I don’t mind talking with Christians who are going through the process of questioning their faith. I believe that questions are a very natural, normal, and healthy part of the process of drawing closer to God. The problem that I see, however, is that some Christians never get _past_ that process of questioning their faith. They are caught in a perpetual cycle of self-doubt and self-critique.

There’s something to be said for calling all our beliefs into question periodically. We are, after all, finite beings, prone to errors in logic and judgment. As such, it’s often a good idea to just say, “But what if I’m wrong,” and follow that line of thinking to its logical conclusion, studying all the relevant data and evidence that we have available. If we don’t ever arrive at a final conclusion, however, then what exactly is the point of the questioning process? Isn’t this process of asking questions supposed to be done with the end goal of finding actual answers?

It’s pretty standard practice in our culture today to doubt everything – our beliefs, our assumptions, our actions, even reality itself. It’s postmodernism at its best – we can’t know everything exhaustively; therefore, we must assume that in all things we are at least a little bit wrong and we must assume that ultimately we cannot truly know anything.

The first part of that philosophy – we cannot know everything exhaustively – is essentially true. Our finite minds simply cannot wrap themselves around every bit of knowledge that there is to know. I would even generally agree that in all things (or at least most things) there is a good possibility that we are a little bit wrong, simply because we _can’t_ know everything. ((Though, we may actually be completely correct without fully knowing or understanding all the details that go into said belief. Just because we don’t know all the factors that go into a decision or belief does not necessarily mean that said belief is necessarily wrong or incorrect, but when new information _does_ come to light, then we should take the time the re-evaluate our beliefs and see if anything has changed.)) Where I beg to differ is the statement that we must assume that ultimately we cannot truly know anything.

It’s discouraging to see this philosophy creeping into Christian thinking. The Bible claims to have all that we need for righteous living and all that we need to know God and have relationship with Him. ((The validity of biblical truth is called into question exactly because postmodernism asserts that we cannot know anything conclusively due to our limited ability to know and understand. Postmodernism casts a pall of grey over everything, making the exhaustive pursuit of any knowledge a vain and futile pursuit.)) The Bible has even been demonstrated to do exactly that, when its principles are accurately and consistently applied. Yet, we see a greater number of Christians who do not believe that the Bible can be trusted, that the only thing that can be known and taken as real in our Christian walk is the _experience_ that we have, the way that our faith and our walk with God make us _feel_. That, I think, is a very dangerous formula, leading both to embracing heresy unintentionally and to the immersion of oneself into a false understanding of who God truly is that is based solely on our subjective, and often erroneous, feelings and understandings of the experiences of life.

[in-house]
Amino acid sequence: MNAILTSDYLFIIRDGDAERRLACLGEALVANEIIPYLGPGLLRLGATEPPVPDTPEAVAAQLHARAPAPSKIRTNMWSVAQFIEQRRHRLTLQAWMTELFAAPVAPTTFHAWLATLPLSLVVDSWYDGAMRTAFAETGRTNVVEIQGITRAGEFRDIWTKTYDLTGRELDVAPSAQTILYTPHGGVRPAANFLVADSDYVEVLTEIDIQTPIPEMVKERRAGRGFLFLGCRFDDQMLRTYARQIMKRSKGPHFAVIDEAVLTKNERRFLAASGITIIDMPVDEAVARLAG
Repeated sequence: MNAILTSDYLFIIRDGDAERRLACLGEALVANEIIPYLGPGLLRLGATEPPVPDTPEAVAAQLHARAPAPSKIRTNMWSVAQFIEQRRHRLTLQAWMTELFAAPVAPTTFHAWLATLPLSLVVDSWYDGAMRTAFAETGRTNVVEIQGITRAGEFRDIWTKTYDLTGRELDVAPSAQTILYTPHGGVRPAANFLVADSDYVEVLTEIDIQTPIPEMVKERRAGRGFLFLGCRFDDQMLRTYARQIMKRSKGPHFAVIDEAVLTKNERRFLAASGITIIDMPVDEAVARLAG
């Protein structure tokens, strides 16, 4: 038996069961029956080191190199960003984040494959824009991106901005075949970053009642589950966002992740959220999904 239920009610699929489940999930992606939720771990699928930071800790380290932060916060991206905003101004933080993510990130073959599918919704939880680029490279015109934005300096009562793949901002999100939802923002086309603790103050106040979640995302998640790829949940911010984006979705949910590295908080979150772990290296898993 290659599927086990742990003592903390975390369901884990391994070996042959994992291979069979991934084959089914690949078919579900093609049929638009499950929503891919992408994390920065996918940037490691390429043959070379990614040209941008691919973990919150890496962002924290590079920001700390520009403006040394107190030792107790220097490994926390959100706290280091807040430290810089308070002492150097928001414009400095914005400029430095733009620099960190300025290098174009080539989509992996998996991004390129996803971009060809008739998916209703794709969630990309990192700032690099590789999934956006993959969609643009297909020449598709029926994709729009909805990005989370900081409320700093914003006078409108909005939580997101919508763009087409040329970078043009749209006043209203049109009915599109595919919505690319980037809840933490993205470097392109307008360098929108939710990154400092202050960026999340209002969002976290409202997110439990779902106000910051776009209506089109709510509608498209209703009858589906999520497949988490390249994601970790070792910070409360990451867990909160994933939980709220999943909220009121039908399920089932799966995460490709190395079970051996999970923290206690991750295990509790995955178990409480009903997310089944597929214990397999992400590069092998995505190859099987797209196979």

Questions are good, to a point. They are meant to help us find the answers to the important questions and to help us learn the _how_ of defending our faith in a world that is increasingly skeptical to the existence of God and hostile to His followers. We are called to have faith, yes, but perhaps more importantly we are called to test our faith. In so doing we find that our faith is solid, that it is consistent, that it is exactly what the Bible claims it to be. We are then able to go boldly and confidently into the world, practicing those things that bring us closer to God and make us His ministers of truth and peace to a world that is lost in its own soup of lies, confusion, and conflict.

So, go ahead and ask your questions. Just make sure that you are really seeking, and open to, the answers.

Have anything to add to the conversation?